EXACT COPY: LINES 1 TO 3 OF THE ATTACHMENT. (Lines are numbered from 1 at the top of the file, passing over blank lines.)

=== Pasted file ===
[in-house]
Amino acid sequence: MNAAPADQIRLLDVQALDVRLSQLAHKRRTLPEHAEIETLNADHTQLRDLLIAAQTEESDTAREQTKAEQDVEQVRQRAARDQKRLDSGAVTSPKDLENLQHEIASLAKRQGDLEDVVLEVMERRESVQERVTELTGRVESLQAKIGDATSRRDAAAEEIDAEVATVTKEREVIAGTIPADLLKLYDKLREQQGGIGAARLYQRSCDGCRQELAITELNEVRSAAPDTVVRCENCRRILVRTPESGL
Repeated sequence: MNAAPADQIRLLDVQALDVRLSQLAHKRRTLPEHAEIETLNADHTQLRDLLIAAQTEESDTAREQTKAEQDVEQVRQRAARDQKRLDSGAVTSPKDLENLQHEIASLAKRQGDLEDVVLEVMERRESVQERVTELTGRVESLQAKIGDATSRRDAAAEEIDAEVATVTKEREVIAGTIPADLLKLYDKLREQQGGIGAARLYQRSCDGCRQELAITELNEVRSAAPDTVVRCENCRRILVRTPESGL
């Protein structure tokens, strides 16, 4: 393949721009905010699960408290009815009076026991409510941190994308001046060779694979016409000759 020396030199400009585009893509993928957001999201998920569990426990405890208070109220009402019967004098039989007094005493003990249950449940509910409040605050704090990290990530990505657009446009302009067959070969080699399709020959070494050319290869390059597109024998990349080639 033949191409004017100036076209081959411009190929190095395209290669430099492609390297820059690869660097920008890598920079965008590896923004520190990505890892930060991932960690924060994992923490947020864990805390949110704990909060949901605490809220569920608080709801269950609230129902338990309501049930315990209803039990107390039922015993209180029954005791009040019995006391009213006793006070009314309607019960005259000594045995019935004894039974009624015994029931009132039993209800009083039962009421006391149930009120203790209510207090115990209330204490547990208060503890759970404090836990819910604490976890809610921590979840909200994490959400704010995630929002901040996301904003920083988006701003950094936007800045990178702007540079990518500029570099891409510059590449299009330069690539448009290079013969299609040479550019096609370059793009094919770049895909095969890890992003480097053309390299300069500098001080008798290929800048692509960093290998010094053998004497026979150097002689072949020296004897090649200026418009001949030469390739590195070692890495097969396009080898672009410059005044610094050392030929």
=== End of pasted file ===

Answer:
[in-house]
Amino acid sequence: MNAAPADQIRLLDVQALDVRLSQLAHKRRTLPEHAEIETLNADHTQLRDLLIAAQTEESDTAREQTKAEQDVEQVRQRAARDQKRLDSGAVTSPKDLENLQHEIASLAKRQGDLEDVVLEVMERRESVQERVTELTGRVESLQAKIGDATSRRDAAAEEIDAEVATVTKEREVIAGTIPADLLKLYDKLREQQGGIGAARLYQRSCDGCRQELAITELNEVRSAAPDTVVRCENCRRILVRTPESGL
Repeated sequence: MNAAPADQIRLLDVQALDVRLSQLAHKRRTLPEHAEIETLNADHTQLRDLLIAAQTEESDTAREQTKAEQDVEQVRQRAARDQKRLDSGAVTSPKDLENLQHEIASLAKRQGDLEDVVLEVMERRESVQERVTELTGRVESLQAKIGDATSRRDAAAEEIDAEVATVTKEREVIAGTIPADLLKLYDKLREQQGGIGAARLYQRSCDGCRQELAITELNEVRSAAPDTVVRCENCRRILVRTPESGL